The high-drag aero package did not work out (again) with a lackluster 400-miler at Michigan. Jim Utter offers his thoughts...
You had your chance, NASCAR. In fact, you got two opportunities to get it right.
But the results are clear: the “high-drag” aerodynamic rules package – preferred by NASCAR executives – was a complete failure at its debut at Indianapolis Motor Speedway last month and again in Sunday’s Pure Michigan 400 at Michigan International Speedway.
Despite repeated assurances to the contrary, there was no great increase in passing for the lead, or even throughout the field.
Restarts were the only positive
The restarts were the only thing that created any drama in either race and on Sunday after three to four laps, the gap between the top five cars was measured in seconds, not car-lengths.
Would an effective package have changed the winner Sunday? Not likely, as Matt Kenseth clearly had the dominant car – as he’s had much of the past month.
But on a purely entertainment measure, the rules package failed to even come close to meeting the hype.
What is even more discouraging is the obvious collective effort by Sprint Cup Series drivers after the race to avoid commenting on the race. When one or two drivers elect to avoid answering a specific question, that’s expected.
Drivers don't feel like talking
When virtually every driver asked finds a way to avoid directly answering a question, that’s a sign of one of two things – either they were told not to, or they knew the consequences of what they wanted to say were too high to make the comments worth the trouble.
The comments by Brad Keselowski – one of the NASCAR’s most outspoken drivers and one of the most passionate about the sport – were more telling for what was not said, than what was.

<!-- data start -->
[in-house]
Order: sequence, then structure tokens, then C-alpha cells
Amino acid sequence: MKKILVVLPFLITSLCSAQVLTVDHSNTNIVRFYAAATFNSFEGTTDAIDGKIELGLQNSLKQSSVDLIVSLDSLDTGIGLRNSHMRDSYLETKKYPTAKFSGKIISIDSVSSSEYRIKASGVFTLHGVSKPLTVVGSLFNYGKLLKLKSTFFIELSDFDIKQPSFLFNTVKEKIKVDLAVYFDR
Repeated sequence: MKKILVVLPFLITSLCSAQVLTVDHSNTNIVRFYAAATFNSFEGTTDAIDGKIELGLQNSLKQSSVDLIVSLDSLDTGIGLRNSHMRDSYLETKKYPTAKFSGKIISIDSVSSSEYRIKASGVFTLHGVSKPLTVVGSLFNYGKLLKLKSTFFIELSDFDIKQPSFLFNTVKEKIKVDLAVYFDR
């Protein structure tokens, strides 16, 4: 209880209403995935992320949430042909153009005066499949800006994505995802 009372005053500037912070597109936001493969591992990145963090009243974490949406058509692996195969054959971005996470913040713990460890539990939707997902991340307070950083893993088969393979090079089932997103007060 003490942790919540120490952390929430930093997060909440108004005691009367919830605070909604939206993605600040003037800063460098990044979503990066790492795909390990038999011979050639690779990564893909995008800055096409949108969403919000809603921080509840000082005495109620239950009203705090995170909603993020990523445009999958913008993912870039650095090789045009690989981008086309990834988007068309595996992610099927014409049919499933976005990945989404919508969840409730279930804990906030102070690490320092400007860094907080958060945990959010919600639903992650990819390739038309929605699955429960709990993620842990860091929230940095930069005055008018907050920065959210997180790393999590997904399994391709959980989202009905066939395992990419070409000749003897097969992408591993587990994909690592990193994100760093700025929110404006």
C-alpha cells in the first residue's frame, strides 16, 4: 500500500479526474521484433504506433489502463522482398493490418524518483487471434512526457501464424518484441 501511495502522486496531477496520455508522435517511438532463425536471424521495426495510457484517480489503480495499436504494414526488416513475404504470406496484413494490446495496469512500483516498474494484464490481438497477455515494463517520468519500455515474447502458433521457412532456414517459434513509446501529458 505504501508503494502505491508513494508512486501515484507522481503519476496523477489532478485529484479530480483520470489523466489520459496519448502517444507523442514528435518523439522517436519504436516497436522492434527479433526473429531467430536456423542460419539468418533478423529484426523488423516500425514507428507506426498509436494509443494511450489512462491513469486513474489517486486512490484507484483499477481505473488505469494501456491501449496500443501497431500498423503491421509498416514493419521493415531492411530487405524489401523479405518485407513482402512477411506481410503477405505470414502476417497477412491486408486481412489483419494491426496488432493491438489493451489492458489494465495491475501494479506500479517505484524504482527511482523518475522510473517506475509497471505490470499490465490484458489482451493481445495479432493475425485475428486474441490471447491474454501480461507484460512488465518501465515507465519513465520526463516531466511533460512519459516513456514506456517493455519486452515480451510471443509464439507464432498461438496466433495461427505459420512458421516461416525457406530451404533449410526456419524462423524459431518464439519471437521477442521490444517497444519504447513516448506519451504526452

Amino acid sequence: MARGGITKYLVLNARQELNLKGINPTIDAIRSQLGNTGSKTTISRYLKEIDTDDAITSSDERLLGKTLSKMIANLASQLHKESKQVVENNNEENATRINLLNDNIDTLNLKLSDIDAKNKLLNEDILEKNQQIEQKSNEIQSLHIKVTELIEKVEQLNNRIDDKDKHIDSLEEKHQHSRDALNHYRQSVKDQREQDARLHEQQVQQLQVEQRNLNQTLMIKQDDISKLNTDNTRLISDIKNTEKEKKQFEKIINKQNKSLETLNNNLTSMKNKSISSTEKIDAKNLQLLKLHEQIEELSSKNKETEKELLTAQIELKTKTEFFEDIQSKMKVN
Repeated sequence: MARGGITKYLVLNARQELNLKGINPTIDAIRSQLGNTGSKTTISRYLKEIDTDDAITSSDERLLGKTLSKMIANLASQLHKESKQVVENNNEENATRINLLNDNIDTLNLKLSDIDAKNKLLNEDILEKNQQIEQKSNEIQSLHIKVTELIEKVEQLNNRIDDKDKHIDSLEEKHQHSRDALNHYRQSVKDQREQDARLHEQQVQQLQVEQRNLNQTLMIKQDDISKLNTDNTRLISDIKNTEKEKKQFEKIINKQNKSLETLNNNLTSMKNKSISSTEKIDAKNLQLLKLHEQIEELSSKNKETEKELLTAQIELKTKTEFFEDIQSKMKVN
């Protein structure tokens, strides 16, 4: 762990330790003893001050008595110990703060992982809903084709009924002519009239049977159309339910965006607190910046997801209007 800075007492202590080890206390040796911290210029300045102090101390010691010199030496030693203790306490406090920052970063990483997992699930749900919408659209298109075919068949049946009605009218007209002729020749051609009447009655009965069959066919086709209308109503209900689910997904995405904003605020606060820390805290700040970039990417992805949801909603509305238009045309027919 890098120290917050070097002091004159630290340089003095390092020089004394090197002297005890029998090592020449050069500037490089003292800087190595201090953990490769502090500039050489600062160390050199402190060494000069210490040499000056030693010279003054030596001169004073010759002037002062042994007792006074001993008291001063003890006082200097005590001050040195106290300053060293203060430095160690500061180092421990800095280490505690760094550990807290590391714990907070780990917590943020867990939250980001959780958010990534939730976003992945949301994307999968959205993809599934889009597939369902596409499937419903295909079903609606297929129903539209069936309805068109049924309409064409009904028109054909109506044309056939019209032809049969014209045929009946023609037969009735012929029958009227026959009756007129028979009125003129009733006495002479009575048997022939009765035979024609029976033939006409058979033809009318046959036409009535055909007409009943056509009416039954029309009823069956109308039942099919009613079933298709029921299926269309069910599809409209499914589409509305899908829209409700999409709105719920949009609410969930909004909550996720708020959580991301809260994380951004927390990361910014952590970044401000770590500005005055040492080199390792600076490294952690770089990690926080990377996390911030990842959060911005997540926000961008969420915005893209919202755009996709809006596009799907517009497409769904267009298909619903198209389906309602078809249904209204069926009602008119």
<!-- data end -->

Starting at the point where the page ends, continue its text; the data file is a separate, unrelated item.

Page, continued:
“It’s not my right to say. It’s not my sport, so whatever they want to do, we’ll race it. That's my job.”
When the low downforce package debuted at Kentucky last month – the package preferred by drivers – there was near unanimous approval from drivers, fans and media of the racing that took place.
Sanctioning body and drivers not seeing eye-to-eye
The one noticeable exception was NASCAR itself and its chairman, Brian France, went on SiriusXM NASCAR Radio in the days after to say the sanctioning body wanted to see “more passing.”
The high-drag package was the proposed solution and even after it failed miserably at Indy, NASCAR said it needed to be given another opportunity rather than abandon the idea altogether.
So, the cold water was immediately poured on the package preferred by drivers but the package preferred by NASCAR was given a second chance.
Well, the second chance is over.
If NASCAR elects not to pursue further the low downforce package used in Kentucky, it will clearly show that despite all the promised cooperation and input in making decisions, NASCAR’s way is the only one that’s considered seriously.
Will NASCAR go that route? I don’t believe so, but what I’ve learned in covering this sport for nearly 20 years is that no one in it – whether it be drivers, owners or NASCAR itself – is very quick to admit a mistake.
Here’s my unsolicited advice: Own your rules package NASCAR and admit someone else had a better idea.